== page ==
Mandy Cheng presents new possibilities to a traditional market by Emily Xu The bustling Mong Kok district is a shopping paradise. Argyle Centre is one of the most popular shopping centres there. Among the array of shops lies a unique photo studio. Fresh Studio, famous for shooting good-looking profile pictures for your passport photos and icons, was opened recently by 28-year-old Ms Mandy Cheng Ming-wai. "Like many people, I find my passport photos ugly, which inspired me to open this shop," said Ms Cheng. Her studio provides all-in-one services including makeup, clothing, photography and editing. As an entrepreneur, she described herself as ambitious, cautious and organised. "I have been brainstorming to start my business for a long time and considered it as a necessity of my life," she said. Although she had the plan for a long time, she waited for a suitable time to open the shop. She spent hours preparing. "I think working for yourself can give you a great sense of achievement and it is everlasting. Moreover, I want a more challenging life," she said. However, the expensive rent in Hong Kong and the lack of sufficient deposit stopped her until Argyle Centre introduced its zero rental plan. The plan is designed for people with creative ideas and can rent a shop for three months without paying rent. Ms Cheng handed in her proposal in July. After a successful interview in early August, she resigned from her previous job. The shop was finally opened in late August. "Nearly all the customers have been satisfied with their photo," she added. "Although I am busier than before and have had little time to rest, I really enjoy the moments. I am getting a lot of satisfactions from my business." Ms Joanna Tsoi, a customer of Flash Studio, said her …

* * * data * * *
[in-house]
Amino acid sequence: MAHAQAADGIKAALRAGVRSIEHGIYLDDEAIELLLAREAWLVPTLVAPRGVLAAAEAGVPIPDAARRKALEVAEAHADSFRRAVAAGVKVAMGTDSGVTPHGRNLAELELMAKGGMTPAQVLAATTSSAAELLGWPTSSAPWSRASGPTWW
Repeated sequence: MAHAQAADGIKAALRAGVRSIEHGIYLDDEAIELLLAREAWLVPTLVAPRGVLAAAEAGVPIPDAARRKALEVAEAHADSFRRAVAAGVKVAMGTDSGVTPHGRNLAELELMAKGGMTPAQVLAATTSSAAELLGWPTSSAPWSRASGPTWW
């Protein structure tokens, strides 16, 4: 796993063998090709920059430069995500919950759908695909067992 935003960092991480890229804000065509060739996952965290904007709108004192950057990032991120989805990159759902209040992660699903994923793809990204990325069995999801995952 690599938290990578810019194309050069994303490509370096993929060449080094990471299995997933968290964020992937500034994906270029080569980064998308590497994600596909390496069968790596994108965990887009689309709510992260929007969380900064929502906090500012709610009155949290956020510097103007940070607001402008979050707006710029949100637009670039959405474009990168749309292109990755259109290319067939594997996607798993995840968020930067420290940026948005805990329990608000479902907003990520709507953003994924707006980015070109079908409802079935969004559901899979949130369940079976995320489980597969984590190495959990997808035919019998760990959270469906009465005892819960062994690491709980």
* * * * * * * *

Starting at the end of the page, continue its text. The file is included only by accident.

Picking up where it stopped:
November 6, 2016 - Connaught Road West, Hong Kong